would indicate that lines are  to  be  included,  then
           lines  between  the  #else and the matching #endif are
           ignored.  If the preceding conditional indicates  that
           lines  would be ignored, subsequent lines are included
           in the output. Conditional directives and  correspond-
           ing #else directives can be nested.

           End a section of lines begun by one of the conditional
           directives  #if,  #ifdef, or #ifndef. Each such direc-
           tive must have a matching #endif.

     Formal parameters for  macros  are  recognized  in   #define
     directive bodies, even when they occur inside character con-
     stants and quoted strings. For instance, the output from:

     #define abc(a)|`|a|


     # 1 ""

     The second line is a  NEWLINE. The last seven characters are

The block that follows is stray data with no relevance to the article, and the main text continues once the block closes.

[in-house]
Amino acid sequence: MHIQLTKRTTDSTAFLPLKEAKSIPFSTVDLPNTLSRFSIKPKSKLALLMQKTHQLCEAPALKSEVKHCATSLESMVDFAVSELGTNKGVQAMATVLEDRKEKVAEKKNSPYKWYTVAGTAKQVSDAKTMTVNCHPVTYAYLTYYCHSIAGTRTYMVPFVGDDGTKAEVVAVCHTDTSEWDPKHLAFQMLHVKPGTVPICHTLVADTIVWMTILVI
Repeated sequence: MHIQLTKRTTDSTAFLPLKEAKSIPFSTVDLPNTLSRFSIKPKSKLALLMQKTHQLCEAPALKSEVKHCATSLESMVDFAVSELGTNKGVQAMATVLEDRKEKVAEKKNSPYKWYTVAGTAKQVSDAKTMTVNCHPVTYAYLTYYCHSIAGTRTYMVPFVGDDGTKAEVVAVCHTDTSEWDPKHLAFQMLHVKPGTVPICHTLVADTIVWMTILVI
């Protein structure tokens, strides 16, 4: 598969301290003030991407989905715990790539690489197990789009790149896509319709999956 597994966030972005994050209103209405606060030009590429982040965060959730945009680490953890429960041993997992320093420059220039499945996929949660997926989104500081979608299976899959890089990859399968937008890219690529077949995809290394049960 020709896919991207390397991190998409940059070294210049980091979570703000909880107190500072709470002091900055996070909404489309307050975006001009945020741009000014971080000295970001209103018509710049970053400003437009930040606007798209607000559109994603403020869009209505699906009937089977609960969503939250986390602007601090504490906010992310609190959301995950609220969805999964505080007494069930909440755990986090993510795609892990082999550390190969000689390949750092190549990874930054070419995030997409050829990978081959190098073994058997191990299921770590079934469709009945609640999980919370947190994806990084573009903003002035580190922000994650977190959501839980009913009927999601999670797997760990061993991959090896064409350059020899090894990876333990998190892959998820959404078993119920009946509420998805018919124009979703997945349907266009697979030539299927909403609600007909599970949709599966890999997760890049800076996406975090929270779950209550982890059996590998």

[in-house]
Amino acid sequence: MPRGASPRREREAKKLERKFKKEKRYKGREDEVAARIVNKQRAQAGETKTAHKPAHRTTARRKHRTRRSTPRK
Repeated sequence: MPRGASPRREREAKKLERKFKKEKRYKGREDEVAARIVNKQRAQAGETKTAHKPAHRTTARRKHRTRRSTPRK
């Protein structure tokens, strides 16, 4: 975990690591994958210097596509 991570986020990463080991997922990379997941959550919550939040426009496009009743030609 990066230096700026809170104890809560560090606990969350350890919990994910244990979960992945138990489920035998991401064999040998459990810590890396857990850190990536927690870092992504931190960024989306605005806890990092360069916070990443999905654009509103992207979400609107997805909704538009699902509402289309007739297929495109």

``|`|xyz|'' (vertical-bar, backquote, vertical-bar, x, y, z,
     vertical-bar). Macro names are not recognized within charac-
     ter  constants  or  quoted  strings during the regular scan.

     #define abc xyz

     does not expand abc in the second line, since it is inside a
     quoted  string  that is not part of a  #define macro defini-

     Macros are not  expanded  while  processing  a   #define  or
     #undef. Thus:

     #define abc zingo
     #define xyz abc
     #undef abc

     produces abc.  The  token  appearing  immediately  after  an
     #ifdef or #ifndef is not expanded.

     Macros are not expanded during the scan which determines the
     actual parameters to another macro call. Thus:

     #define reverse(first,second)second first